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September 27, 2020

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Keith Urban puts downtime to good use

THIS year was supposed to be a busy one for Keith Urban, with a full year of touring and a Las Vegas residency. Consequently, he wasn’t sure when he would have time to finish his next album “Speed of Now Part 1.” But in March the coronavirus outbreak brought live performances to a grinding halt.

“It ended up being the time I needed but not the way I wish I’d gotten the time,” said the globe-trotting country star who’s nominated for three Country Music Association awards, including entertainer of the year.

The downtime forced him back into the studio, where he connected with a kindred spirit in singer-songwriter Breland “The Pen Point Guard,” whose urban-rural fusion “My Truck” has become a big hit this year. The pair co-wrote two songs for Urban’s album that was released last week, including “Out the Cage” that features Breland on vocals and Nile Rodgers on guitar.

“Breland is a man after my own heart musically, and I was dying to get in the studio with him to see what would happen,” Urban said.

Urban gave a talk recently from Australia, where he’s living with his kids and wife Nicole Kidman, about finding creative partners and learning to talk about his feelings.

 

Q: You’re so focused on the collaborative approach to music, and this album includes artists with many different styles like Breland, Pink and Eric Church. Are you drawn to the experimental part of collaborating?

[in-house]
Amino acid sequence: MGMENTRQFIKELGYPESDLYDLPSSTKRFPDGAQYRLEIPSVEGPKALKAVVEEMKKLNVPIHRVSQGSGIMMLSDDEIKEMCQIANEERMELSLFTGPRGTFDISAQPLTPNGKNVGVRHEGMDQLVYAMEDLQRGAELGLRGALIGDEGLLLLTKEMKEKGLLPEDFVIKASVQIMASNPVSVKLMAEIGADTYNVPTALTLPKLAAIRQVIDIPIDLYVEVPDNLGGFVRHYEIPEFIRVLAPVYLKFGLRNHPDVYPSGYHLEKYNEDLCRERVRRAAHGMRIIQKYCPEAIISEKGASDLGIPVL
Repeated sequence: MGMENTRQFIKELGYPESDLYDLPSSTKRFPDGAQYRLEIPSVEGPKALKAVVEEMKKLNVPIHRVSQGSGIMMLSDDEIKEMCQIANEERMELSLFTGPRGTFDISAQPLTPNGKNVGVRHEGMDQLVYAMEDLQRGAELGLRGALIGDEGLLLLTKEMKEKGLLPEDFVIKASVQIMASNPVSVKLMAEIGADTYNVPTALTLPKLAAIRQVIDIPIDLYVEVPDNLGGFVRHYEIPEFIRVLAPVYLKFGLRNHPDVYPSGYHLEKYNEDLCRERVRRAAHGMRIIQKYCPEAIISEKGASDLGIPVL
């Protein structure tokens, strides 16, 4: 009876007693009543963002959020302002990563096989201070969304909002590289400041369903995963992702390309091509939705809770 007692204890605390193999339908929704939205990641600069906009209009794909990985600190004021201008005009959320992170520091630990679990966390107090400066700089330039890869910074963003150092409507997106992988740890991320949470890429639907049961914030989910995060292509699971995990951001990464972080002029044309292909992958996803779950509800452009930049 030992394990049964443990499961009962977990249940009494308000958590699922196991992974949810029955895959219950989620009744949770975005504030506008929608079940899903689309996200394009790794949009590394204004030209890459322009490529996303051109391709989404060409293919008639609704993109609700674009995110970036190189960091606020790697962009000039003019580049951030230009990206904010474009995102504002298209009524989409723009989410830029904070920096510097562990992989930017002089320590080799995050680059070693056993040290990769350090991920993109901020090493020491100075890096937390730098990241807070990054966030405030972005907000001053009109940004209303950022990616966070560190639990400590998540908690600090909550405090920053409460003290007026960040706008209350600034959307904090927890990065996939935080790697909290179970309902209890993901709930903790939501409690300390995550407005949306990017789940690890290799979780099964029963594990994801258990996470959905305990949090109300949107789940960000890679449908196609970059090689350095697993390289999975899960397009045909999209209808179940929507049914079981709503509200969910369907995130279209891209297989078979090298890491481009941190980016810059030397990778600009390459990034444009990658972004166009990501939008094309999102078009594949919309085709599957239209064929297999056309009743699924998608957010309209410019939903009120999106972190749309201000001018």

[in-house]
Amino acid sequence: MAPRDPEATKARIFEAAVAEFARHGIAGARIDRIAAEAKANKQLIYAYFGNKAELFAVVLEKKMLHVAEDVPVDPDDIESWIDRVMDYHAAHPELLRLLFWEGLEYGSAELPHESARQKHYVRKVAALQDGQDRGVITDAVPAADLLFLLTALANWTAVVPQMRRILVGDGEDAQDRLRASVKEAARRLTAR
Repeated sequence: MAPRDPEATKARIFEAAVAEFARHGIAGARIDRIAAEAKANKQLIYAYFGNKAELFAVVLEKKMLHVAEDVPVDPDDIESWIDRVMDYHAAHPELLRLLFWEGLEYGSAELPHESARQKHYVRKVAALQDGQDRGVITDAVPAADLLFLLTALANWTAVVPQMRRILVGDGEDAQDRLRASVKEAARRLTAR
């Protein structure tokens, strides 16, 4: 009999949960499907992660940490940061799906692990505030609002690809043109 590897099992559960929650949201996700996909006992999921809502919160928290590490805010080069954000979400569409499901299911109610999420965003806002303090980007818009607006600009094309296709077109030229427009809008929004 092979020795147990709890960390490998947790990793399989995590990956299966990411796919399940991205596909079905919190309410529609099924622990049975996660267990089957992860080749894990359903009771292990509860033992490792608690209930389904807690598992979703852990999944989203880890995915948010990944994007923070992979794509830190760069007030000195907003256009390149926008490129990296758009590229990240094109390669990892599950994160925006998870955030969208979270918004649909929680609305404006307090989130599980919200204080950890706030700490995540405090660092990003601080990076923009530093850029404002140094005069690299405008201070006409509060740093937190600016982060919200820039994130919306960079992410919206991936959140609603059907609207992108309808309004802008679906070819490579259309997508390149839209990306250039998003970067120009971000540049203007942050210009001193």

A: I never think of it in terms of experimental. I think of it in terms of all these different styles that have a connection to one another. What is that connection and can we harness it? In the process, we want people to hear it and go, “Wow, I really connect to that.” That’s what drives me — the commonality in people, music and everything in life. It’s what drives me far more than what separates us, because there’s plenty of that. We’re drowning in it right now.

 

Q: In that vein, one song called “Tumbleweed” includes a sample of a didgeridoo, an instrument invented in Australia. I’m not sure I’ve ever heard a didgeridoo in a country song, but it works.

A: After the guitar solo, there’s a four-second breakdown, and I was like, “I need something here. We’ve heard everything.” And I went “Didgeridoo! Fantastic.” My engineer was like, “Didgeri-what? I’ve never heard one.” We went online and I found a guy playing one, and we decided to run with it.

 

Q: There’s a song on the album called “Say Something” about the power of words that seems to reflect the collective consciousness of this year’s protests. What did you want to say in that song?

A: If anyone wants to know what my beliefs and views are, listen to my music or look at my life. It’s all there in plain sight. I’ve never felt the need to go for soapbox-type things — probably because of the way my dad raised me — but there’s a need for that as well. I also think there’s a need for people to speak up in their families. I thought about people I wished I’d apologized to and never did, and they drifted out of my life. I also thought about people I wished I said ‘I love you’ to before they passed away, including my father. So I wrote the second verse to touch on all of that — the struggle with intimacy and learning to speak up and say intimate things. This is helping my family and is very different than the way I was raised.

 

Q: I’m sure that’s a good example for your children.

A: I’m learning but Nicole is incredible at it. She’s very expressive and doesn’t bottle stuff up, which is really helpful. It’s a much better way to be. We don’t walk around our house on eggshells. We get stuff out.




 

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